His apartment building really was close enough that it was hardly worth driving, except that it was a swelteringly hot summer night and her car was old enough that the air conditioner used Freon which was pretty much the best thing in the world when it was hot out... if you ignored the whole 'destroying the ozone layer' thing. So even though, after a couple of minutes stuck at a red light and the time she had to spend looking for somewhere to park, walking probably would have been almost as fast it wasn't a choice she would have made.
She knew when she found that spot, when she parked and got out at the same time as him and set up her own security over her car, that she was making a choice in a way. She could have pulled up out front, said good night, and they could both have told themselves that she hadn't been doing anything but making sure there was less drunk driver on the road by giving him a ride. It would have been easy, especially since he was the first guy she'd ever given a lift home at night who honestly looked like there wasn't even a small part of him expecting anything more than that.
And maybe she'd have seen him again someday and maybe she wouldn't. Maybe they'd have talked to each other again or maybe without a beer in her it would seem like a terrible idea and she'd keep her mouth shut. The future, especially the alternate future, had a lot of maybes in it.
But, really, the choice had been made back in the parking lot when she'd curled her hand around his and realized that he had sweaty palms like he was the teenager, over her. It had been made when she'd offered him a lift even though he honestly seemed less drunk all the time, which made sense since when she looked back she couldn't remember him taking more than one sip from his drink the whole time they'd been talking in spite of how long he'd seemed focused on it.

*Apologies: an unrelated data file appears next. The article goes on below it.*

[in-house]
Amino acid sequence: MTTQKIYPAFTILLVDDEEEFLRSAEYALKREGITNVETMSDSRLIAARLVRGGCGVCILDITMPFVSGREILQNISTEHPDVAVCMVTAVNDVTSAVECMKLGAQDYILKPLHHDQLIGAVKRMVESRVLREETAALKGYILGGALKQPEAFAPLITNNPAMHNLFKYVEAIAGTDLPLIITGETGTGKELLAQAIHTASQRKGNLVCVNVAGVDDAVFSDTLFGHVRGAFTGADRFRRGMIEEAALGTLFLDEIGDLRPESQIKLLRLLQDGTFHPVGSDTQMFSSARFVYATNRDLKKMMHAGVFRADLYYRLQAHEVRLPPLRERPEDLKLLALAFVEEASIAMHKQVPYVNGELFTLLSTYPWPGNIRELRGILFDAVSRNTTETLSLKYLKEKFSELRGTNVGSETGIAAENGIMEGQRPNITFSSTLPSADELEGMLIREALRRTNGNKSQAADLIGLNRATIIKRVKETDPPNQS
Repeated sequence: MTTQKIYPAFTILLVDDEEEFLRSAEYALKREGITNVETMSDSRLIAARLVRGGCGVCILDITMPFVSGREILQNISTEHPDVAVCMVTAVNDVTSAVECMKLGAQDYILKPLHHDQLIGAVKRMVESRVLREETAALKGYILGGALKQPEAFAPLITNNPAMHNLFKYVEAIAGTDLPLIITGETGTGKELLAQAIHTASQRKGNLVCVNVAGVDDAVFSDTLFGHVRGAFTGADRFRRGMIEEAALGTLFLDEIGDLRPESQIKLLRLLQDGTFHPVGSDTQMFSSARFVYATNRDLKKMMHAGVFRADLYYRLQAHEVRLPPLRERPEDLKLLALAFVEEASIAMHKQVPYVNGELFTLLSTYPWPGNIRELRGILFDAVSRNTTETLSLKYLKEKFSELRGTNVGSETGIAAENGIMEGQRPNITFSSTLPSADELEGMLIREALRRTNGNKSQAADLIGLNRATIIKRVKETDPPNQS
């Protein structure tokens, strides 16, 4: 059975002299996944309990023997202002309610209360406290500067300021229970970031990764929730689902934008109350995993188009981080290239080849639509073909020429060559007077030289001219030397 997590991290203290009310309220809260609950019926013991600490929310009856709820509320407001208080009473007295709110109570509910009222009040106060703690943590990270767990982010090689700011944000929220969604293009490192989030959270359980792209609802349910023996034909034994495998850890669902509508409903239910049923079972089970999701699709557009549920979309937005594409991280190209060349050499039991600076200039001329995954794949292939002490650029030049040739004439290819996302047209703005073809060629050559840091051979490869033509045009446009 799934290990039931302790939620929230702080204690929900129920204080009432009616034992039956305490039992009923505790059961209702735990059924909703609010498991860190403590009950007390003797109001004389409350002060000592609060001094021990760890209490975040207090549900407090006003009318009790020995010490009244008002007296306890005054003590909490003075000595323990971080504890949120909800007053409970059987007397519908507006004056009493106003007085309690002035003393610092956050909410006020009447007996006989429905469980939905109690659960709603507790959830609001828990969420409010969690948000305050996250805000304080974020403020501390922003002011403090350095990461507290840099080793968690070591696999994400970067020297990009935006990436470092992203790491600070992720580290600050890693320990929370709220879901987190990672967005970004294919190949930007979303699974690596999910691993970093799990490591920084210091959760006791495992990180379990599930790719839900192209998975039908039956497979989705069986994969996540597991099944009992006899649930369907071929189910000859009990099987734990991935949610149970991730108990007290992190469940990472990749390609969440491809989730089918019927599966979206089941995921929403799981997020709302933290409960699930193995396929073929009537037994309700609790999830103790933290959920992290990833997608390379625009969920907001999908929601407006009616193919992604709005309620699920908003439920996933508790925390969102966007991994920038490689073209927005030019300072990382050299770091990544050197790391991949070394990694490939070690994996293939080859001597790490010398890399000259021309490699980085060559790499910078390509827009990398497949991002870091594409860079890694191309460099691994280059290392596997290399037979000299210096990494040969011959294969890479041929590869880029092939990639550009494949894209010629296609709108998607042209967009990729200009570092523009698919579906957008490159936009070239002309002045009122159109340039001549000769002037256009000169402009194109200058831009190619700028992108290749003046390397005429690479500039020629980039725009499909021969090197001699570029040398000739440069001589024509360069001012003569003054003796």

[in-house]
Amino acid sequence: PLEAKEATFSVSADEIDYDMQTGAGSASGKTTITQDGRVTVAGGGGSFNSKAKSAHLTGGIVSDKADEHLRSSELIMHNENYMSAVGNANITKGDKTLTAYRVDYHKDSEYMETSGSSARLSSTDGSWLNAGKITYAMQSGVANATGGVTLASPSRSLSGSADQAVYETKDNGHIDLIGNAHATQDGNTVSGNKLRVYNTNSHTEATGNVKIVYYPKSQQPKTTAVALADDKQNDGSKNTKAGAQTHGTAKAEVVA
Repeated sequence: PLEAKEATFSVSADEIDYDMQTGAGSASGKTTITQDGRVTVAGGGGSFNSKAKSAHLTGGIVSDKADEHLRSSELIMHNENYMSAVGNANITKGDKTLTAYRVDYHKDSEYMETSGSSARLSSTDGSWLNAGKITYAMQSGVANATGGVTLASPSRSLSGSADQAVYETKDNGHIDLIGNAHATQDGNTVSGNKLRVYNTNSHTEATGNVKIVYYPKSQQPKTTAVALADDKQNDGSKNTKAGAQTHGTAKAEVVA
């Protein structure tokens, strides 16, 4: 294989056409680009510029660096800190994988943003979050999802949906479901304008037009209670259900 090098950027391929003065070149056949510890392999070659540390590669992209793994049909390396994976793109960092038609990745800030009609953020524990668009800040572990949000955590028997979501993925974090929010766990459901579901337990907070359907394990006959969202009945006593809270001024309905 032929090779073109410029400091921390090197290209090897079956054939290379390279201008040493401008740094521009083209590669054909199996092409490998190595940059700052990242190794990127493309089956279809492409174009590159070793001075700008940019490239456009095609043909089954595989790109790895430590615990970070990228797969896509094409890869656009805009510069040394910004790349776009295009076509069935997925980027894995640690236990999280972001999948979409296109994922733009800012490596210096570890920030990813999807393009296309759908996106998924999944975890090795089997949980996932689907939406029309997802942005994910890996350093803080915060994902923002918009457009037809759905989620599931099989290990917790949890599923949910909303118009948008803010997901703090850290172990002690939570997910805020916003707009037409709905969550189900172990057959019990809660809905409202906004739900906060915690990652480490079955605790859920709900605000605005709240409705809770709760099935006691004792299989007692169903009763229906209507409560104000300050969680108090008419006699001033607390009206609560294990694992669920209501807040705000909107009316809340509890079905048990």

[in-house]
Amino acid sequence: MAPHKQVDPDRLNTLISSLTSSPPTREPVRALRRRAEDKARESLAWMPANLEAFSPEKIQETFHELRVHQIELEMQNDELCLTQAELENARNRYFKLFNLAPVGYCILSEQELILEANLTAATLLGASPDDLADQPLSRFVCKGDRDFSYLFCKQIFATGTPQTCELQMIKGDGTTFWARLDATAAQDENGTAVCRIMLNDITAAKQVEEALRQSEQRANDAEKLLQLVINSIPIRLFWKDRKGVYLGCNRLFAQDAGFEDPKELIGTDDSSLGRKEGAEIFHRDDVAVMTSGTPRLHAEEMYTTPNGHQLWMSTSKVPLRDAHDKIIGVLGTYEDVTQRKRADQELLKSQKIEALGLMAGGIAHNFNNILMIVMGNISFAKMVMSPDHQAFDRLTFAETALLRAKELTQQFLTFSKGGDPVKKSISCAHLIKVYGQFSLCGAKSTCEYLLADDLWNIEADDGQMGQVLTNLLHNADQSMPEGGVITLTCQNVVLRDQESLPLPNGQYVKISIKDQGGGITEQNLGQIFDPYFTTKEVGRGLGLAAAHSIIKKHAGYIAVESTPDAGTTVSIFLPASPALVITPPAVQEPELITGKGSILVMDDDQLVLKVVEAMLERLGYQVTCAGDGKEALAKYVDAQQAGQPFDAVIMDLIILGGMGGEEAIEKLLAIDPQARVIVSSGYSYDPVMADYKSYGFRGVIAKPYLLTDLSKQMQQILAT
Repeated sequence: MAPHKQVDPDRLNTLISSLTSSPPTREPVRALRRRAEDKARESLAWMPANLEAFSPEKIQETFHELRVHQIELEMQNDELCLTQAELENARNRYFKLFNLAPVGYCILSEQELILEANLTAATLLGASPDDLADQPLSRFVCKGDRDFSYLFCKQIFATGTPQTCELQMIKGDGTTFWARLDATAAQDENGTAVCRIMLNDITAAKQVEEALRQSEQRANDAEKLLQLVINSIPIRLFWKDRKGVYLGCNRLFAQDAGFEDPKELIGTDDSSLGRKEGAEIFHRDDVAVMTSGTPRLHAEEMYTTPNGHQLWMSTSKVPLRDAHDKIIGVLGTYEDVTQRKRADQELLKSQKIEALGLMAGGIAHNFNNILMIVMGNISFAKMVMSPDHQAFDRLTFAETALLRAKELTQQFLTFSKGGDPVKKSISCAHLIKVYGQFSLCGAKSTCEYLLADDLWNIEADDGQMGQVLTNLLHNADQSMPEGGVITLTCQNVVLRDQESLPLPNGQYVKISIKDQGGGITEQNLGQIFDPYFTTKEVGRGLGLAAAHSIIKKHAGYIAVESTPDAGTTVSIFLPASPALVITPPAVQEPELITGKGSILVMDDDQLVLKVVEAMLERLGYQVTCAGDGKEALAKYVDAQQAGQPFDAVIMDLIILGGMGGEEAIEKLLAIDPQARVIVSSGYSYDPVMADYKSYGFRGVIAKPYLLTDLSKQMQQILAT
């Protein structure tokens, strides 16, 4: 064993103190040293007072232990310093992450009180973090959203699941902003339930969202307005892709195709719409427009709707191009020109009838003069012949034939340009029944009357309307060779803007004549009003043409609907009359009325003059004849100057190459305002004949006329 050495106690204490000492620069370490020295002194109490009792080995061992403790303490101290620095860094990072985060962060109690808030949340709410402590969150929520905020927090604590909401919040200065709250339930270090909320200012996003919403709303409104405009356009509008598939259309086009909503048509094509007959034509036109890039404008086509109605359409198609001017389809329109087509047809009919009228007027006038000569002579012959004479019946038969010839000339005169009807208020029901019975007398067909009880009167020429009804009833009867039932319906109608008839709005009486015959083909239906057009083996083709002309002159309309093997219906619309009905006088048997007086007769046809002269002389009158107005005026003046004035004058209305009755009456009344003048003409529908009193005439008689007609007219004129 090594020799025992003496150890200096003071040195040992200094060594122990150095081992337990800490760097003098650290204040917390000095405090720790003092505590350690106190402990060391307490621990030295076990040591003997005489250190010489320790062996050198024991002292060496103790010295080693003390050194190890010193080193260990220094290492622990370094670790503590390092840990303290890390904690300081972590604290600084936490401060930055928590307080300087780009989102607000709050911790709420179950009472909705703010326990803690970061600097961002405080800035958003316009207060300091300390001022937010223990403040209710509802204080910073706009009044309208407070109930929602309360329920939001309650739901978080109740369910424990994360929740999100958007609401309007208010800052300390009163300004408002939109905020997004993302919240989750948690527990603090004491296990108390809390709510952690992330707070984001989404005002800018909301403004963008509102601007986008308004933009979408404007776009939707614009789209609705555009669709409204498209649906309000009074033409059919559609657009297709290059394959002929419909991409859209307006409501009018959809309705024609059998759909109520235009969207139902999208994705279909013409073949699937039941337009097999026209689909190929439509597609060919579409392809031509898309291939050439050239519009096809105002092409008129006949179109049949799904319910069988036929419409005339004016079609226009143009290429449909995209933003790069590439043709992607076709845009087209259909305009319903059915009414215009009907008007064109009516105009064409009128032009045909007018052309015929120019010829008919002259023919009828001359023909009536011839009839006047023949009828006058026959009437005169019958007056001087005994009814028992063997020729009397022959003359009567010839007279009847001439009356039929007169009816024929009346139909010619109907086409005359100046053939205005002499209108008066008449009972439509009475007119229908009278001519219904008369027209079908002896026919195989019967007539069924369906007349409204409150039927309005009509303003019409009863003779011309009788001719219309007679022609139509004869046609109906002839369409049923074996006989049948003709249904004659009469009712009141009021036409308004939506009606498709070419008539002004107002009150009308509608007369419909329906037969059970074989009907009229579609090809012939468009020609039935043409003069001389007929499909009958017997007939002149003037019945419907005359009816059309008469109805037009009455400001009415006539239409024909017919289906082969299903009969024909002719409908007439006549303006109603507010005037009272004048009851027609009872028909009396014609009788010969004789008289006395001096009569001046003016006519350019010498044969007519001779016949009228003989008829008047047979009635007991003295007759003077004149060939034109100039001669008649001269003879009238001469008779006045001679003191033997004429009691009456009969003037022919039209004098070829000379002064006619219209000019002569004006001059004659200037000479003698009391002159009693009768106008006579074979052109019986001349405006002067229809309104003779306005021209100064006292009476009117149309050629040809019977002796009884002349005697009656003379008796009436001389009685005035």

Maybe, though it didn't seem likely, it had even unconsciously been made the minute she'd sat down beside him and let him see her as she was, for no better reason than because he'd looked sad and she'd decided to trust Dean and Hank's judgment that he was a person worth talking to.
Whatever the case was, she got out and ignored his look of surprise as she followed him in and up the stairs. It turned out that his apartment was just a small studio, almost all of his possessions still in boxes piled up against the walls. "Just move in?" she asked.
"Uh, about a month ago. I haven't had much time to unpack," he said, and she noticed him trying to unobtrusively nudge a box that was open to reveal it was filled with movie merchandise with his foot to behind an end table where it would be almost out of her sight.
She laughed and flashed him a smile. "You know, I'm friends with the Venture brothers. Do you really think I get scared off by some geeky stuff?"
He paused, then let his foot drop. "That... makes sense," he said, and cleared his throat awkwardly while she looked around at what little there was to see.
On another small table, next to a terribly out-of-date old rotary dial phone, she found one of the henchman masks she was more used to seeing him in.
He saw her reaching out to touch it and rushed to reassure her, "Seriously, I am completely done with all of that. You don't need to worry that this is all some big plan to kidnap you so The Monarch can use you to bait a trap for Hank and Dean or anything."
"It would actually be kind of impressive if it was. I mean, since there was no way you should have been able to know I'd be there tonight, or that I'd talk to you, or that I'd end up here if I did."
"I just found my spare mask while I was packing up my things, and I threw out the one I usually wear--wore!--when I quit but after I cooled down I kind of wanted the keepsake, you know?" he went on, apparently not even noticing her contribution.